Lesser Gonzalez AlvarezVideoHippos' Unbeast the Leash. I'm always amazed when I hear Jim Triplett's melodies; they're so simple and perfect. I don't think there's an easy way to explain why this album didn't get more attention, but it would be a mistake to think the song writing has anything to do with it. The focus of music changes often, and there's almost something cosmic about how music achieves notoriety. It's easy to see how music can fall through the cracks when you consider all the elements that build up momentum for an album, and how most of them have very little to do with the music and much more to do with taste-making websites, promotion, and gimmickry. Some get everything just right, some get some, and some get none. It's not so hard to imagine VideoHippos selling out arenas. I once saw Datarock open for Devo with all of their instruments unplugged, miming as their music pumped into the PA like a wave of shit and cum crashing over the front row, and the crowd revelled in it. VideoHippos gets more and more precise and adventurous every time I see them, and their ability to lock into a driving euphoria doesn't show signs of fading.

VideoHippos - "Bear Fight"


Adam Lempel (Weekends)—The Desaparecidos' Read Music/Speak Spanish. The lyrics speak about suburban sprawl, strip malls, rampant consumerism and Starbucks; this is the document of 21st century corporate America in a record. The band is led by Conor Oberst and this record has outlasted anything that he recorded with Bright Eyes. The guitars have this crunchy tone and the whole record has this blown-out tape quality.  This album is amazing. The lyrics, the songwriting, everything. Best rock record of 2000s.


Mickey Free—Instead of writing about a particular record from this past decade, I'd like to focus on a prolific and talented artist whose work I feel hasn't garnered the praise he deserves: Cass McCombs. Cass is a songwriter of such talent, it's hard to put into words. In a decade of diminishing respect for traditional songcraft, where many bands are idolized for how "far out" they are, instead of how good, Cass McCombs stands way out from the crowd. Each of his five releases includes a number of truly beautiful songs. He's one of my favorite artists of any era. It's a heavy title, but to me Cass McCombs is a genius.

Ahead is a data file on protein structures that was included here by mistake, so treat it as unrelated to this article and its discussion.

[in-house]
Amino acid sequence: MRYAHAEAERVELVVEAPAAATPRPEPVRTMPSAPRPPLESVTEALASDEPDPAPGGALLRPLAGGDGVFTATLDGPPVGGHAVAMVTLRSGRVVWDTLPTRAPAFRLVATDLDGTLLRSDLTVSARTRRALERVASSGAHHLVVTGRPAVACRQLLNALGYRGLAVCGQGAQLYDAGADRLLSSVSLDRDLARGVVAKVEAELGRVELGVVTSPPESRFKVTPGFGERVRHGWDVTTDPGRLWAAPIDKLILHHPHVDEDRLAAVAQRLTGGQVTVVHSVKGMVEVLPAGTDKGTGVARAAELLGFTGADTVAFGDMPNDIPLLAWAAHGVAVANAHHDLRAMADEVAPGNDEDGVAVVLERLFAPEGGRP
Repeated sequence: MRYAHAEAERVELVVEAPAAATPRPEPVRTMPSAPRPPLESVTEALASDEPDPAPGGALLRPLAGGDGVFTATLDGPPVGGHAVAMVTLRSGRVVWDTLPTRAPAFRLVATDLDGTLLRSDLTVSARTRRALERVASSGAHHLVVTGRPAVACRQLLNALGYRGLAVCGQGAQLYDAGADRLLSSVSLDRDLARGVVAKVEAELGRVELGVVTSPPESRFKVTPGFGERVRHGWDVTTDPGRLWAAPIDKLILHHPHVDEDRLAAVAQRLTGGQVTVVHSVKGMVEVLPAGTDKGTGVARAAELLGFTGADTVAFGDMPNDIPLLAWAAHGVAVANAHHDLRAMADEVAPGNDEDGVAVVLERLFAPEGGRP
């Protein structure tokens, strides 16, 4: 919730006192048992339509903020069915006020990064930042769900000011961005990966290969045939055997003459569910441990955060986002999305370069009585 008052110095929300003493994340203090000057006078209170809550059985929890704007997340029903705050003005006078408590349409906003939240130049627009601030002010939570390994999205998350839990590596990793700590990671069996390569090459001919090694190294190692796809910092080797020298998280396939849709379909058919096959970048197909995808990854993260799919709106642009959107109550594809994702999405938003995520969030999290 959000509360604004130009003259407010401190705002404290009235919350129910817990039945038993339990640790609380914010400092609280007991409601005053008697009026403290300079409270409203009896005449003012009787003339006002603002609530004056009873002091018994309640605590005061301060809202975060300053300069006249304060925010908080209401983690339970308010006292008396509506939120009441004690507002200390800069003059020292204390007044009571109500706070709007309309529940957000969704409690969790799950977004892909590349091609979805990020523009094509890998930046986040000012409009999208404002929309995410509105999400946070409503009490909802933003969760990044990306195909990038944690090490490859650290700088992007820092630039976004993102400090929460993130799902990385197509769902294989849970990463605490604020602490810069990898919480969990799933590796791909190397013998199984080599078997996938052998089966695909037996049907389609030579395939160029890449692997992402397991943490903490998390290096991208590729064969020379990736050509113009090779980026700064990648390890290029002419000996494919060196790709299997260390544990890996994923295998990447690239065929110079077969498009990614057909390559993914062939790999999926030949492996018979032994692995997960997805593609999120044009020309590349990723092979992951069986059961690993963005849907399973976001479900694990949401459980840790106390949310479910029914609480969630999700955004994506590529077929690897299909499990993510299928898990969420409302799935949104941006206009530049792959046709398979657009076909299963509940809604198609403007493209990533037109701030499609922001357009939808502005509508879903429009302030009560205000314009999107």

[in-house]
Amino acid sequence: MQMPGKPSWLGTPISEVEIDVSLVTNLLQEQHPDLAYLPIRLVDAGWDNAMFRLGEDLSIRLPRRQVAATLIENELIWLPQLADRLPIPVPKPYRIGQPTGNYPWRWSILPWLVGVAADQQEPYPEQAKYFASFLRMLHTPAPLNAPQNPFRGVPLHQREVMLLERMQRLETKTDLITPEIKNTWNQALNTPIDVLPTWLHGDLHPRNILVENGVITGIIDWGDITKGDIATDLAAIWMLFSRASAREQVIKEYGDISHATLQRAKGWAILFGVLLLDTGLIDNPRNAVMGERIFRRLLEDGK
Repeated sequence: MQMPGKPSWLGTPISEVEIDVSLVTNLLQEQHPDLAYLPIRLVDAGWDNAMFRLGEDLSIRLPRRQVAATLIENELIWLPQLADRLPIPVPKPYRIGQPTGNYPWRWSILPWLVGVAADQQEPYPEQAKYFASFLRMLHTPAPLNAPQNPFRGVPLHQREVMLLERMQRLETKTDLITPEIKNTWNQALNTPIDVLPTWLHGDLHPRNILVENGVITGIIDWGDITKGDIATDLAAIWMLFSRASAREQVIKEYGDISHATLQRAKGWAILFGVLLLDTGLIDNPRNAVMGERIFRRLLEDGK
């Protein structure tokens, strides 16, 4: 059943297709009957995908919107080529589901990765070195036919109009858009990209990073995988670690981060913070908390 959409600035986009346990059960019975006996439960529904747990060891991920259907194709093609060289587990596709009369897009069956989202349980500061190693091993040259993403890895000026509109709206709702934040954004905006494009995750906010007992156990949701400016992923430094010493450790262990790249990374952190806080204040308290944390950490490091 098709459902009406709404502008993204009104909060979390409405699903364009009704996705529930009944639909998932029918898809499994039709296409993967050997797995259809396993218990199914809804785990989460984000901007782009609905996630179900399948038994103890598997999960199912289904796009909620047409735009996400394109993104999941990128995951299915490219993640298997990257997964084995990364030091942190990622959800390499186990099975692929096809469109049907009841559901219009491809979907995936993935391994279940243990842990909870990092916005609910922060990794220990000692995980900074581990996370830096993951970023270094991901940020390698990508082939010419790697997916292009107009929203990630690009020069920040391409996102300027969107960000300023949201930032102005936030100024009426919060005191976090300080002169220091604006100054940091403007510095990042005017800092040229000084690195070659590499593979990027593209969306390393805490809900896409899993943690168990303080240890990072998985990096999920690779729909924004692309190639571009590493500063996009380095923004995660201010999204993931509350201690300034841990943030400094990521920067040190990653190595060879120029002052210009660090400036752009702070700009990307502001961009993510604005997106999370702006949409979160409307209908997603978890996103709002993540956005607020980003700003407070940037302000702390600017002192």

Jana HunterSpenking's Free Doom. In a life blessed with the company of many outstanding musicians, Spencer Kingman is simply the best songwriter I've ever known personally. Generally, I find the "singer-songwriter," acoustic-guitar-and-vocals genre overrun with mediocrity; rarely is it ever done right, and here it is done perfecty—forthright, simple, beautiful, powerful. Every element is perfectly executed, and the result is music that, at my core, settles like cement and flowers like the Spring. I don't know if this particular work is available commercially, but anything he's done is worth purchasing.

Spenking - "Bikee Summer"

HeightReverend Run's Distortion. This record clocks in at 22:55 minutes. There are no skits and no guest spots. The album’s energy is flawless. Every other rap album feels bloated and unfocused by comparison. It’s a sample-based record, but there isn’t any emphasis on twisting and bending the samples into something new. Recognizable samples of Joan Jett, Blondie, KISS, Lynyrd Skynyrd and Funkadelic all get rocked, as is. I think tastemakers would have loved this album if it had MF Doom or Vincent Gallo on it or something. No one really seemed to pay the album any mind, but it’s awesome.

Rev. Run - "I Used to Think I Was Run"

  • a record I really think deserves more attention is Ecstatic Sunshine's latest, "Yesterday's Work." That sure seemed to get past in year end lists, I think it's amazing.